Controlled burn and downed power line sparked Colorado's costliest
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[June 09, 2023]
By Keith Coffman
DENVER (Reuters) - Colorado's costliest wildfire on record started from
fierce winds that damaged power lines and unearthed smoldering embers
from a controlled burn days earlier, sparking two blazes that merged
into a deadly conflagration, authorities said on Thursday.
Investigators found a variety of human and weather-related factors
combined to spark the Marshall Fire, which killed two people and
destroyed nearly 1,100 homes in December 2021, but ruled out any
criminal culpability, the Boulder County Sheriff's Office said.
The sheriff's report was released as a group of two dozen homeowners and
community members filed a lawsuit against Xcel Energy, the utility whose
wind-damaged power lines the sheriff's office cited as having
contributed to the deadly fire.
The plaintiffs accused Xcel of negligence in failing to properly
maintain its equipment.
The company issued a statement disputing the sheriff's office findings
that sparks from arcing Xcel power lines caused a second ignition point
of the Marshall Fire, which began on nearby private property of the
Twelve Tribes religious sect.
"Xcel Energy did not have the opportunity to review and comment on the
analysis relied on by the sheriff's office and believes those analyses
are flawed and their conclusions incorrect," the company said.
The utility said flames from the second fire were not believed to have
caused any property damage, and that in any case the second ignition
point was at least 80 feet away from Xcel power lines in an area with
underground coal fire activity.
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Houses are engulfed in flames as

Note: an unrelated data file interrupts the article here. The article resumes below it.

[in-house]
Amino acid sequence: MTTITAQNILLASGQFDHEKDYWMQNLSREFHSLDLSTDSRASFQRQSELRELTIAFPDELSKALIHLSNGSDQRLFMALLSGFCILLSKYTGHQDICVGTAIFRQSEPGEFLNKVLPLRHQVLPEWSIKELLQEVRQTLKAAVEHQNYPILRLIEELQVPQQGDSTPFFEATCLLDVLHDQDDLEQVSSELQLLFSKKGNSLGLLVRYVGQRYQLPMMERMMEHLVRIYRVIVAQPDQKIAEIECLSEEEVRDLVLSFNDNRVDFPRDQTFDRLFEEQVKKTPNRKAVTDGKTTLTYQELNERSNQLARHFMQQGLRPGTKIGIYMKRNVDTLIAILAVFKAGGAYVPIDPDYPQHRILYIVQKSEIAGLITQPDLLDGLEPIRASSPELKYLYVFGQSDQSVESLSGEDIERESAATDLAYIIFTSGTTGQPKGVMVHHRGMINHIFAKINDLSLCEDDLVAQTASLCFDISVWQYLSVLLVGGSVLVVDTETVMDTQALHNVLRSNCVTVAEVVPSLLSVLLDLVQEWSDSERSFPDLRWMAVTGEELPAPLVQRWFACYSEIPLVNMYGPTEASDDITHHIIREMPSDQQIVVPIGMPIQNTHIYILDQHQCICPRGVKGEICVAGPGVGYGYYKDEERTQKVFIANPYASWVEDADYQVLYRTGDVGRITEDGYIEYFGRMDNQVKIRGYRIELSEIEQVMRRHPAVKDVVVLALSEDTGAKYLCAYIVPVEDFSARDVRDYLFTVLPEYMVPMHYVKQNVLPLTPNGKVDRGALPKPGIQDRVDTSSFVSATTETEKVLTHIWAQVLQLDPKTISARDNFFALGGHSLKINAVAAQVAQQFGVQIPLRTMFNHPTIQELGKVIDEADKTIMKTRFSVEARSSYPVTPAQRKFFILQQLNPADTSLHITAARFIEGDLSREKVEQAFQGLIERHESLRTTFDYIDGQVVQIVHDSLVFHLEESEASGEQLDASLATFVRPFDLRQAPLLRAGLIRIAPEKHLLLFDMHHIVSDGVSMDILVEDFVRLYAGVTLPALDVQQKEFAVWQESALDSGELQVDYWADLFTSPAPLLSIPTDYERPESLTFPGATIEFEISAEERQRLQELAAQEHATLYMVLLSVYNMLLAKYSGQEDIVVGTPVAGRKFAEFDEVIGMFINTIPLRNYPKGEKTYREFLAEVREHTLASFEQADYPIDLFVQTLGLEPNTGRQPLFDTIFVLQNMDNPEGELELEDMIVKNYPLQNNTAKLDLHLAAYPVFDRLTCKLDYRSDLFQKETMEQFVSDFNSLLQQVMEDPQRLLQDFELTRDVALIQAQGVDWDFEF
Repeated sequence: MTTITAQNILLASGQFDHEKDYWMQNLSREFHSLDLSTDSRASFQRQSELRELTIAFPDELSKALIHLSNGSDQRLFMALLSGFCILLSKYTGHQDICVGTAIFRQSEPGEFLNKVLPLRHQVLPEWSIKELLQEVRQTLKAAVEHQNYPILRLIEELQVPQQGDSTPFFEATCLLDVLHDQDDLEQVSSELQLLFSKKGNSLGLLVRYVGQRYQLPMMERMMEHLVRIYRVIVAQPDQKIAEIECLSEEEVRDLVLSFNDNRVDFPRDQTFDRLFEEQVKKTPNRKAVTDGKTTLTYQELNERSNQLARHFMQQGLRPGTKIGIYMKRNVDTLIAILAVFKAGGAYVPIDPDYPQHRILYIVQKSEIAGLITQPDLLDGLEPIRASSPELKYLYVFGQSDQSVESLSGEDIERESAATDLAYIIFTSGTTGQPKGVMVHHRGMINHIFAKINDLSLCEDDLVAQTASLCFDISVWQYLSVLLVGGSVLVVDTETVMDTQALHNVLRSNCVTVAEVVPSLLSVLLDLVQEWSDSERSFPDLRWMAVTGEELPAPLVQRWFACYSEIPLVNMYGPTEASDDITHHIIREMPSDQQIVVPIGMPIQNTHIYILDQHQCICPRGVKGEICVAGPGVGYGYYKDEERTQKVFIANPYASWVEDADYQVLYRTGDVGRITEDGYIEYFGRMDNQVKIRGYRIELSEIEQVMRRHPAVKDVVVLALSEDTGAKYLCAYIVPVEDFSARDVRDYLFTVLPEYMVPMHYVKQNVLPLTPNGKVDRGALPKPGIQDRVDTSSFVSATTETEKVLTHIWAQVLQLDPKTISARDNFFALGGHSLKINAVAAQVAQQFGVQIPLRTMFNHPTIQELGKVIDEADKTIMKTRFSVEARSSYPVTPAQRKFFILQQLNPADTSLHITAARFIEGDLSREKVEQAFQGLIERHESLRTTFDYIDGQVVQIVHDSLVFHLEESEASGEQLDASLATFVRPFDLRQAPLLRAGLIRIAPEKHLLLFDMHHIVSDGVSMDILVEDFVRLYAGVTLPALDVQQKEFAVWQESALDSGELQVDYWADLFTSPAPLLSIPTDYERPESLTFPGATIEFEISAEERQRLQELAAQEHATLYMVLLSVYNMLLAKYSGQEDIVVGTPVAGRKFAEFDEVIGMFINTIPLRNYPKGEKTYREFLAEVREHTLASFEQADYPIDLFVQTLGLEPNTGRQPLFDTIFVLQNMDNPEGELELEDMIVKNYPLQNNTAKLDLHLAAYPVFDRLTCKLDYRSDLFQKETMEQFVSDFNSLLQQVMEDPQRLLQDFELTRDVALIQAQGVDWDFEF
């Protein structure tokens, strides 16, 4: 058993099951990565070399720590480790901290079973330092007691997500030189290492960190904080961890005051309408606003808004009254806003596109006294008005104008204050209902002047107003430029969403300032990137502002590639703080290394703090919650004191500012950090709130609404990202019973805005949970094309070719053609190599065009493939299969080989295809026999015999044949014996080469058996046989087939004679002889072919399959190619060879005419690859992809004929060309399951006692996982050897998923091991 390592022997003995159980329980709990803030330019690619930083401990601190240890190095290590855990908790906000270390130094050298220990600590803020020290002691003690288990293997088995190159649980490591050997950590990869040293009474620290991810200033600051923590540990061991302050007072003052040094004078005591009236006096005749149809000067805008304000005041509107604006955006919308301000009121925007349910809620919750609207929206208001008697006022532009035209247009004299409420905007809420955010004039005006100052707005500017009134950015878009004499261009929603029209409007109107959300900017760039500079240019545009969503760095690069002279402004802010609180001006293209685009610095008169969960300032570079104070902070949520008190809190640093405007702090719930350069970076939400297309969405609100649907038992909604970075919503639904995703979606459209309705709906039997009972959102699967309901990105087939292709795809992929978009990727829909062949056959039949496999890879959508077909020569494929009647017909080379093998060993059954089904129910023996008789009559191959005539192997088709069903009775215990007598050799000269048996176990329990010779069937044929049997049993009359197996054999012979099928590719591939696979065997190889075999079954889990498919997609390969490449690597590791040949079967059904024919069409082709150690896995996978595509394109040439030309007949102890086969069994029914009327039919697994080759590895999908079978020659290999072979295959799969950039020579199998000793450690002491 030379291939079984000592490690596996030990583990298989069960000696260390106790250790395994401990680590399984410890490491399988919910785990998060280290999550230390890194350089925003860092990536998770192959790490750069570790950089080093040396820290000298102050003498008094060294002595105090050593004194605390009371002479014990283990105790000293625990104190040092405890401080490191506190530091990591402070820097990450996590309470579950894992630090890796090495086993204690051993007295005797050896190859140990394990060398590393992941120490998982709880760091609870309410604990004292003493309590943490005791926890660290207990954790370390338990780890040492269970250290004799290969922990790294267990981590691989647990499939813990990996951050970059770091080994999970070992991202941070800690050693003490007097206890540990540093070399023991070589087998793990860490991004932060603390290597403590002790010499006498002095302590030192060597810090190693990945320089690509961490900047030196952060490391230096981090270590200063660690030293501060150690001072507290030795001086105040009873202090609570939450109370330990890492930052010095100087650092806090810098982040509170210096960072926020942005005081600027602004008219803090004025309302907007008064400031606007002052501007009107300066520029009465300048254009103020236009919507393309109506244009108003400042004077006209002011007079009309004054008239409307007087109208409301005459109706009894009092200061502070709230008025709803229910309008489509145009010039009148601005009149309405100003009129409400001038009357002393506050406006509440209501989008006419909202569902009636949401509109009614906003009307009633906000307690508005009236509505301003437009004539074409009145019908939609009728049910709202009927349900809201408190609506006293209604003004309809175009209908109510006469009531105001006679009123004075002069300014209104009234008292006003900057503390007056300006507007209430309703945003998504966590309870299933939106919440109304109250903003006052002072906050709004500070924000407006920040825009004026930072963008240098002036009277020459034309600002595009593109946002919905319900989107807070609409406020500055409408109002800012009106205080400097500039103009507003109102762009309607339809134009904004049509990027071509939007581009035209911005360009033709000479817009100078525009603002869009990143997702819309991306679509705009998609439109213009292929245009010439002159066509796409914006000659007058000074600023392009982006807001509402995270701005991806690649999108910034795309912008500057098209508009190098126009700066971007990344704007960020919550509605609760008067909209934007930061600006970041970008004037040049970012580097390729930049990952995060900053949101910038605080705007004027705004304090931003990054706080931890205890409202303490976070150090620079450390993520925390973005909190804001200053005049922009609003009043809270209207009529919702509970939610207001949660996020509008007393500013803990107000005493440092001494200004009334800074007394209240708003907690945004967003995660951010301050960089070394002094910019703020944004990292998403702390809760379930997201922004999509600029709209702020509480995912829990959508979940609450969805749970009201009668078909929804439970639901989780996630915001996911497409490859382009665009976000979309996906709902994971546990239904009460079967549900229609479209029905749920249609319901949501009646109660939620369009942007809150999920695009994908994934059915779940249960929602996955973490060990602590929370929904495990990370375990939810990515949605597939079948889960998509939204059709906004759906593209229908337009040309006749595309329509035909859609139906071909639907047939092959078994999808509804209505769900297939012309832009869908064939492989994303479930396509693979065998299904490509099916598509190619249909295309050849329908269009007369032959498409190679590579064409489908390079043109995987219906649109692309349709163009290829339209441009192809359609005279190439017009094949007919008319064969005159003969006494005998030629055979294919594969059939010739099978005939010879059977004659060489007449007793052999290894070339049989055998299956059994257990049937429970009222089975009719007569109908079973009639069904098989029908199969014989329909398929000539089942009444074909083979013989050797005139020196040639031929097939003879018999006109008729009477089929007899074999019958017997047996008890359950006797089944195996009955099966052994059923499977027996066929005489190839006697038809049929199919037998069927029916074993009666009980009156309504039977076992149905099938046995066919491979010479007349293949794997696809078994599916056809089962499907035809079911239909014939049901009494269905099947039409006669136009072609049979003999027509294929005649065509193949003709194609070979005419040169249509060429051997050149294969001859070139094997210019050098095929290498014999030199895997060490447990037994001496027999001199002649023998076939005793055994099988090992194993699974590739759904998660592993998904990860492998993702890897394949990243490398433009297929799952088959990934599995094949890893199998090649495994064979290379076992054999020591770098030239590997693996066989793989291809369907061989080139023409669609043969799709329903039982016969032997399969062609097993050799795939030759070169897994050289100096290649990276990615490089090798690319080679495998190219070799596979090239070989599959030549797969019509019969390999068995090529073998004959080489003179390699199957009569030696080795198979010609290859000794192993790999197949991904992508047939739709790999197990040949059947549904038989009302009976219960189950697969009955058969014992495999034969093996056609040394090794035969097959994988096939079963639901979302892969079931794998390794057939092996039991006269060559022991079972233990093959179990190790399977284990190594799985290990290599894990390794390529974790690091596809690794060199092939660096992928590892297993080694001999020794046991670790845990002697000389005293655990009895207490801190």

Marshall Fire spreads in Superior, Colorado, U.S. December 30, 2021.
Picture taken December 30, 2021. Sean David Van de Riet/via
But sheriff's investigators found no evidence that any underground
combustion in the area's coal seams produced heat capable of
starting a fire at the surface.
As for the first ignition source, sheriff's investigators traced its
origin to an area where a controlled burning operation has been
legally conducted on residential property of the Twelve Tribes just
six days before and had been properly covered over with dirt. But
high winds on Dec. 30, 2021 blew away loose soil, newly exposing the
embers while they were still hot, the report found.
Property losses from the fire, which scorched more than 6,000 acres
and laid waste to parts of two Boulder County towns on the northern
outskirts of the Denver area, have been placed at $2 billion,
ranking the blaze as the most costly in Colorado state history.
President Biden visited the fire zone days later, saying the rare
winter blaze marked the latest "code red" reminder of an ominously
Both the sheriff's office and local prosecutors determined there was
insufficient evidence of criminal conduct in connection with the
blaze and determined that charges would be filed, the sheriff's
(Reporting by Keith Coffman in Denver; Editing by Steve Gorman and
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